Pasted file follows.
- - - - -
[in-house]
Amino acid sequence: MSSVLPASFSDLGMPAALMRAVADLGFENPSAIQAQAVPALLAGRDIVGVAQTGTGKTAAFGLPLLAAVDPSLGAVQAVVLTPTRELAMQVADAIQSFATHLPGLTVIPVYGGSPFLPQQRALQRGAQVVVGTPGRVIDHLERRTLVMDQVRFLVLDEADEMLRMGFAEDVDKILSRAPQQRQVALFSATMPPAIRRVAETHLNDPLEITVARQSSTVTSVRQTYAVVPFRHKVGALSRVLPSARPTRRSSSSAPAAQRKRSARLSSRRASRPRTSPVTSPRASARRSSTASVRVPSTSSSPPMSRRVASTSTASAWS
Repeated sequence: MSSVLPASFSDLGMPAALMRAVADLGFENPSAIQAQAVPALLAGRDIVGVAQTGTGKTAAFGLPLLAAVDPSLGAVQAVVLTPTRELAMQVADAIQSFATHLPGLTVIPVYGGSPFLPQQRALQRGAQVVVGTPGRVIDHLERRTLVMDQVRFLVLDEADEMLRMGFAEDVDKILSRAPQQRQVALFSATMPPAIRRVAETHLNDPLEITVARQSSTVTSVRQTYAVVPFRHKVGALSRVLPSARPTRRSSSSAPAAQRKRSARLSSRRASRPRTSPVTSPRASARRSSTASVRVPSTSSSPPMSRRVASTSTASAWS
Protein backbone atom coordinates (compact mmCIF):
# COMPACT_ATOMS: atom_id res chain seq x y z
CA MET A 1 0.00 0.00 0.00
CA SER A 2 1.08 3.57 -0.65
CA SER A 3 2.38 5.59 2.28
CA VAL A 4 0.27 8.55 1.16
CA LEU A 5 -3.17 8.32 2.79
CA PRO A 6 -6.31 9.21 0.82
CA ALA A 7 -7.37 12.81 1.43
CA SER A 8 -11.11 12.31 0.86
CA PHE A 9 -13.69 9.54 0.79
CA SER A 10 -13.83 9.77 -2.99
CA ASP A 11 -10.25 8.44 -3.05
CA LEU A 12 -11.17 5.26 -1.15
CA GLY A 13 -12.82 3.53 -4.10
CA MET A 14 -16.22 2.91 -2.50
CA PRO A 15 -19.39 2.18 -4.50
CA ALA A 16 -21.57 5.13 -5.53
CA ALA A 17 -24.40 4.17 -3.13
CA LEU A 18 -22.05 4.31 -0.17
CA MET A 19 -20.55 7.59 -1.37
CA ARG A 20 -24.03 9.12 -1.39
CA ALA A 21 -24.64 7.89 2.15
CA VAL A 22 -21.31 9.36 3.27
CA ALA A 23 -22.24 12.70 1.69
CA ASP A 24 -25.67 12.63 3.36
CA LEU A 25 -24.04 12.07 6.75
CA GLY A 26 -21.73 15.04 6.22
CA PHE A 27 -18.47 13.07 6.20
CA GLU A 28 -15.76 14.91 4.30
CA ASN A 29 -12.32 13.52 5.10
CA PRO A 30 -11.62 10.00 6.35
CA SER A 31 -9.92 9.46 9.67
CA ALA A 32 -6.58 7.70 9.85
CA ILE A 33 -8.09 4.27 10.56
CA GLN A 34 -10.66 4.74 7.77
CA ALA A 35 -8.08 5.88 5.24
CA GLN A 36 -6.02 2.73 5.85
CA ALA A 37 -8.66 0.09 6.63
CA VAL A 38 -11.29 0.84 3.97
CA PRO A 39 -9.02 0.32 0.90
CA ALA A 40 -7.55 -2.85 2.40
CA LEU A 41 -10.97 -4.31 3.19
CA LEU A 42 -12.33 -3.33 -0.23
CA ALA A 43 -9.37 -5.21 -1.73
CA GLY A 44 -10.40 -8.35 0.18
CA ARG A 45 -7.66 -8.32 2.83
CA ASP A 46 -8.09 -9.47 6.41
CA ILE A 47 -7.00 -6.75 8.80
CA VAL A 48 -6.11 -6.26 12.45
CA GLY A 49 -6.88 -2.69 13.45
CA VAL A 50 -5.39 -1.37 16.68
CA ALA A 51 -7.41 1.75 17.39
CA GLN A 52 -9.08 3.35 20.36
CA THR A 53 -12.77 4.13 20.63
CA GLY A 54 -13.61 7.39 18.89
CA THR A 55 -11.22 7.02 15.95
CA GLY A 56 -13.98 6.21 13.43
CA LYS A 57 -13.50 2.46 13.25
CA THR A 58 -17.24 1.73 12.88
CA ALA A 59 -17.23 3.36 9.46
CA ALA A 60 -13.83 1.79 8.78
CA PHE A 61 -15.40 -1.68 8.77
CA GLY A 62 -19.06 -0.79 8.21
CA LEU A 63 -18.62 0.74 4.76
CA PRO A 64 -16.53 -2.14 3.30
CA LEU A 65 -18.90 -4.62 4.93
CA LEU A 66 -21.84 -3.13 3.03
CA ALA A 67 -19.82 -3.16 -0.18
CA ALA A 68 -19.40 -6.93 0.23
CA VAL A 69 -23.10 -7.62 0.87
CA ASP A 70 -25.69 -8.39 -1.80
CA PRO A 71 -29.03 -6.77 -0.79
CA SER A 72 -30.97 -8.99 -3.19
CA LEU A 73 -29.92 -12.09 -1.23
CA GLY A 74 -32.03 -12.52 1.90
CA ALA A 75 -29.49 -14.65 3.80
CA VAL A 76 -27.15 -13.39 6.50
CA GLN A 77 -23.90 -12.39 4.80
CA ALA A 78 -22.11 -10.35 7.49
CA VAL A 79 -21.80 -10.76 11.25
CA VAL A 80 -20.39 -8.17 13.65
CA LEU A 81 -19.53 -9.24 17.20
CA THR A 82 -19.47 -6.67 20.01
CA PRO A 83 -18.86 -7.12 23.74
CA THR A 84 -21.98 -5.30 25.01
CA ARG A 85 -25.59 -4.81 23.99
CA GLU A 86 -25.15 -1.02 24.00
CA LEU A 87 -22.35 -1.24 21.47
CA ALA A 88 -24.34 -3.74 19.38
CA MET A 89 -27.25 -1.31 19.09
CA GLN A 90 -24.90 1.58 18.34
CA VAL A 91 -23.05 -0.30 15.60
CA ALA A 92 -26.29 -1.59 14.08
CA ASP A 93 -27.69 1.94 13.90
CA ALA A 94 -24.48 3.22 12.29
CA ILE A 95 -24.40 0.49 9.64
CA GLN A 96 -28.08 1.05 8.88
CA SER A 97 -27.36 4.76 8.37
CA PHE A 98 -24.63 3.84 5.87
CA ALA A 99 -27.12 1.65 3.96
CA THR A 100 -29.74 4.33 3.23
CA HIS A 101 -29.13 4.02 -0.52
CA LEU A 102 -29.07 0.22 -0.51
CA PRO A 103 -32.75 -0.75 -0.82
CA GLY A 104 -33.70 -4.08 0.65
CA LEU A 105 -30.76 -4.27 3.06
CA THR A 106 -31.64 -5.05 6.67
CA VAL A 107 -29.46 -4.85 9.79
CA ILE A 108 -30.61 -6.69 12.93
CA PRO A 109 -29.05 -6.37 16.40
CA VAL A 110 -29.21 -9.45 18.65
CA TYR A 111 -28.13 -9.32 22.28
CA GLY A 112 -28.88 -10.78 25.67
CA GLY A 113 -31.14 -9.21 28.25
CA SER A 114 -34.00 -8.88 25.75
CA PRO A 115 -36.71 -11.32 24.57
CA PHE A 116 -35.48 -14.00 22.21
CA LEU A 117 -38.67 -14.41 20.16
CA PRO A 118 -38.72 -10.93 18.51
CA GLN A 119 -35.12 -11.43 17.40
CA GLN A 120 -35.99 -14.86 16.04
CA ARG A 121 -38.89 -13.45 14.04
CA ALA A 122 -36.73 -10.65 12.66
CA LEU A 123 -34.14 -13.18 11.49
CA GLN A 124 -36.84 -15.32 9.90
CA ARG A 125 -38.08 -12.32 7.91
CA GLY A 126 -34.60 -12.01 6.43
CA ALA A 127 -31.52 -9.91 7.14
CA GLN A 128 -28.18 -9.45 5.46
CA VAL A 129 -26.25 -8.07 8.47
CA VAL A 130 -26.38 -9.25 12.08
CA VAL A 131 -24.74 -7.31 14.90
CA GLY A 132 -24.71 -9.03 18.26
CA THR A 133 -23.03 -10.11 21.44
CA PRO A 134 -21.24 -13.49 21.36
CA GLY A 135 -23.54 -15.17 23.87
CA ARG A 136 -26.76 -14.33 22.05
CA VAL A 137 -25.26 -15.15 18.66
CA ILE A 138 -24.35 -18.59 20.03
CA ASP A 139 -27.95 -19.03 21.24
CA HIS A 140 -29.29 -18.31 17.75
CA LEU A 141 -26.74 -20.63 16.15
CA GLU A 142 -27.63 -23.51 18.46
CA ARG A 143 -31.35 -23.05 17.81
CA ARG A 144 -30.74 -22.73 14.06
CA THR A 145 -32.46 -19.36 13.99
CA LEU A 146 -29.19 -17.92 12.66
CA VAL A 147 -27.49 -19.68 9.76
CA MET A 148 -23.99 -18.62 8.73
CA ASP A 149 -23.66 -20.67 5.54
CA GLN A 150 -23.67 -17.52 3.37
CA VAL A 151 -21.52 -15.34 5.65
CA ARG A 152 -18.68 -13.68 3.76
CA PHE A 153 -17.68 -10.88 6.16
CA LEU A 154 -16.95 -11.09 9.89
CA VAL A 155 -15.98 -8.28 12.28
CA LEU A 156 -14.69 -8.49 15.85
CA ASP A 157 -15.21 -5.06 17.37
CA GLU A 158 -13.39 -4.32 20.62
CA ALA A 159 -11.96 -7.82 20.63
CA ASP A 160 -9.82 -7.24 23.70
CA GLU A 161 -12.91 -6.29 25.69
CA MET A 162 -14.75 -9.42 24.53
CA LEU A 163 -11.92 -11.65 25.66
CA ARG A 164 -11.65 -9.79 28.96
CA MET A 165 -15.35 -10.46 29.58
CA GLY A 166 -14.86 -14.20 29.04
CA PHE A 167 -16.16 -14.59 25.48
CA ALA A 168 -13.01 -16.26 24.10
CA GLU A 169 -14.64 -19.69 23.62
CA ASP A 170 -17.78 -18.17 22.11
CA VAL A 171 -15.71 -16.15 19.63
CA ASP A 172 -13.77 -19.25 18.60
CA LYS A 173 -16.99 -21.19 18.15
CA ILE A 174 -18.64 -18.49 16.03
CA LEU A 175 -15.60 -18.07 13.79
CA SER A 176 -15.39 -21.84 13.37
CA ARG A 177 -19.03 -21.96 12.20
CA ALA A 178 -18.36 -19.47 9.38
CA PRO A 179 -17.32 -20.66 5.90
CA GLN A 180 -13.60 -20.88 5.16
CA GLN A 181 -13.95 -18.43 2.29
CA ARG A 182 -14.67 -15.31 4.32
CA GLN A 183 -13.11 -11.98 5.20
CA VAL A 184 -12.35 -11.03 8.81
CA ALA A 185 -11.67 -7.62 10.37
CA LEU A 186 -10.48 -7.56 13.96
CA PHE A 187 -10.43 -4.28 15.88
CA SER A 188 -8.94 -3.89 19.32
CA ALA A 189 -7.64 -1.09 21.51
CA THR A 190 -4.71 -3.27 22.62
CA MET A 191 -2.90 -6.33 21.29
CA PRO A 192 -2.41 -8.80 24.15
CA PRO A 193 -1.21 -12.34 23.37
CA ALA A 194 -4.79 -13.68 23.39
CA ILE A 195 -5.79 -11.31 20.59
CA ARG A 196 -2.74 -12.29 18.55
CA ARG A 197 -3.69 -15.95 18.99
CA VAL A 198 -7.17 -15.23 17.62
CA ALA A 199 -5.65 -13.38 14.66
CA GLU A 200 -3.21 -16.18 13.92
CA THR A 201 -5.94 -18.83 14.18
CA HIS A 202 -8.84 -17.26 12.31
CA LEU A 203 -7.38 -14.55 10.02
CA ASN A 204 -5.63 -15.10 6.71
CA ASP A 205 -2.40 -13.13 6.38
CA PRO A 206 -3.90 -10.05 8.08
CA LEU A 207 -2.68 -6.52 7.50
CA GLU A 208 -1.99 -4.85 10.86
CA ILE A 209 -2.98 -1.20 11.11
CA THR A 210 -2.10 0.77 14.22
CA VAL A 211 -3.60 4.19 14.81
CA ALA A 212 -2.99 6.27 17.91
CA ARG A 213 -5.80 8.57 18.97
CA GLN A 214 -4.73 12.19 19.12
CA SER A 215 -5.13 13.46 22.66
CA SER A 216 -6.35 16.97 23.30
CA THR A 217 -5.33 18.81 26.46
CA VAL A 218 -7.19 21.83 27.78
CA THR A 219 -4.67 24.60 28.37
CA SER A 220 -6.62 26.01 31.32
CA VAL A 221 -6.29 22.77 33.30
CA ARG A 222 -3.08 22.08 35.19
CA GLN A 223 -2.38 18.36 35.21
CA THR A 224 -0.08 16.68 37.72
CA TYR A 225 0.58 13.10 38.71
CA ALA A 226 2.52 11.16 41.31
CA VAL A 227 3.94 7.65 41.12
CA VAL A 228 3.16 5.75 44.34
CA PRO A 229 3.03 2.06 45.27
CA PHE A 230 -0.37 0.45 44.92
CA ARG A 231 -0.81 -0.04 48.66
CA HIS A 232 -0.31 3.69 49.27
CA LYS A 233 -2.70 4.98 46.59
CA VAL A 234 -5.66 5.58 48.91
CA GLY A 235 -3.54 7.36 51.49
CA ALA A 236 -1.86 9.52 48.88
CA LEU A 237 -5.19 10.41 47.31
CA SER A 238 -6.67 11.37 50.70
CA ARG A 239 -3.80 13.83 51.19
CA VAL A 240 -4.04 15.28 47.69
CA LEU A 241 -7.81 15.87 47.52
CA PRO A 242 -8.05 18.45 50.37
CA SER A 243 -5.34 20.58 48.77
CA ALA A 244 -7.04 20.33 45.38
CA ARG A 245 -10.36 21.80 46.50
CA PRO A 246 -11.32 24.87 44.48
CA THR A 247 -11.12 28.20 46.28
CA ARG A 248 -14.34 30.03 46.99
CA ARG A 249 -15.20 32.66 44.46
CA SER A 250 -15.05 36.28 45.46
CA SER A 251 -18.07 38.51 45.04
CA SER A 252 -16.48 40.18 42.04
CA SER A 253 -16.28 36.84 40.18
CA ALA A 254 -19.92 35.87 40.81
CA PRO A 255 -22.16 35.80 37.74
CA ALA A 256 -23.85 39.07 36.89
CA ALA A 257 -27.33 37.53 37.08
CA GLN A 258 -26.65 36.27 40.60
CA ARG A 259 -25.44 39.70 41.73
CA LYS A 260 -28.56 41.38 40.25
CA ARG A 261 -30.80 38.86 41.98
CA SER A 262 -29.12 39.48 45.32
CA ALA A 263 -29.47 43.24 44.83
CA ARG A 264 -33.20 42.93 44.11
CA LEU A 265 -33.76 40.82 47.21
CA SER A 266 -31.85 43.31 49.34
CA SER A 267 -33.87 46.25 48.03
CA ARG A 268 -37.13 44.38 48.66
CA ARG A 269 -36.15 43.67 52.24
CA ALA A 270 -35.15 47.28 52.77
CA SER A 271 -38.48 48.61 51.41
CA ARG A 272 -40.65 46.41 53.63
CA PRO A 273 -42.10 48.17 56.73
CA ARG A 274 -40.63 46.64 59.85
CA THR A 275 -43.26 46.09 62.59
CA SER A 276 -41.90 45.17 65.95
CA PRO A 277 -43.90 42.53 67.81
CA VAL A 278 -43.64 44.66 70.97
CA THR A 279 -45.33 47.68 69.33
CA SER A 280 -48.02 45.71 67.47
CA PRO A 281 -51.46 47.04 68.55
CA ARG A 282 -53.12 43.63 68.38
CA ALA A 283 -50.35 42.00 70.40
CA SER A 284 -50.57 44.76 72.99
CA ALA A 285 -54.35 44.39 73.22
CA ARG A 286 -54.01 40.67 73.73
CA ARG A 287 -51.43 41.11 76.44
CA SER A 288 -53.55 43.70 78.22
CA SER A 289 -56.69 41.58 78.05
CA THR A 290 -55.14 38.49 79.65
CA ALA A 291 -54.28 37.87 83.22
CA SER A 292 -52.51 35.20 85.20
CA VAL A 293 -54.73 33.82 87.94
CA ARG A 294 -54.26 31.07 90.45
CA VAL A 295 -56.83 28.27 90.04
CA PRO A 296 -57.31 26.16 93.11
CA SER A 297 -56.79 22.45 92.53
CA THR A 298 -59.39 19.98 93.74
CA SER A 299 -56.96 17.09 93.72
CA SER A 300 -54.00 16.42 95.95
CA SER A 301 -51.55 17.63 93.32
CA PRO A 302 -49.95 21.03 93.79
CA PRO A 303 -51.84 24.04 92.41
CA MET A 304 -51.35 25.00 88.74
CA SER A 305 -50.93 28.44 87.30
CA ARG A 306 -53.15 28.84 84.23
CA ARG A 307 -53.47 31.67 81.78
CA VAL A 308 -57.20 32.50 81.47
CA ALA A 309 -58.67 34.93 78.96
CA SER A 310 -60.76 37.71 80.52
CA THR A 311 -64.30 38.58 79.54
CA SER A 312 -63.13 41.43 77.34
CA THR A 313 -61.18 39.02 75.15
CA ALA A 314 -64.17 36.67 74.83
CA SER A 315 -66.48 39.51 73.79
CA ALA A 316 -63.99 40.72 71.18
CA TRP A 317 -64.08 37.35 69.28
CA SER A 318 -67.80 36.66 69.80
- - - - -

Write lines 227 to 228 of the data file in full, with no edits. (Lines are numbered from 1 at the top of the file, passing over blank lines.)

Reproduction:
CA ARG A 222 -3.08 22.08 35.19
CA GLN A 223 -2.38 18.36 35.21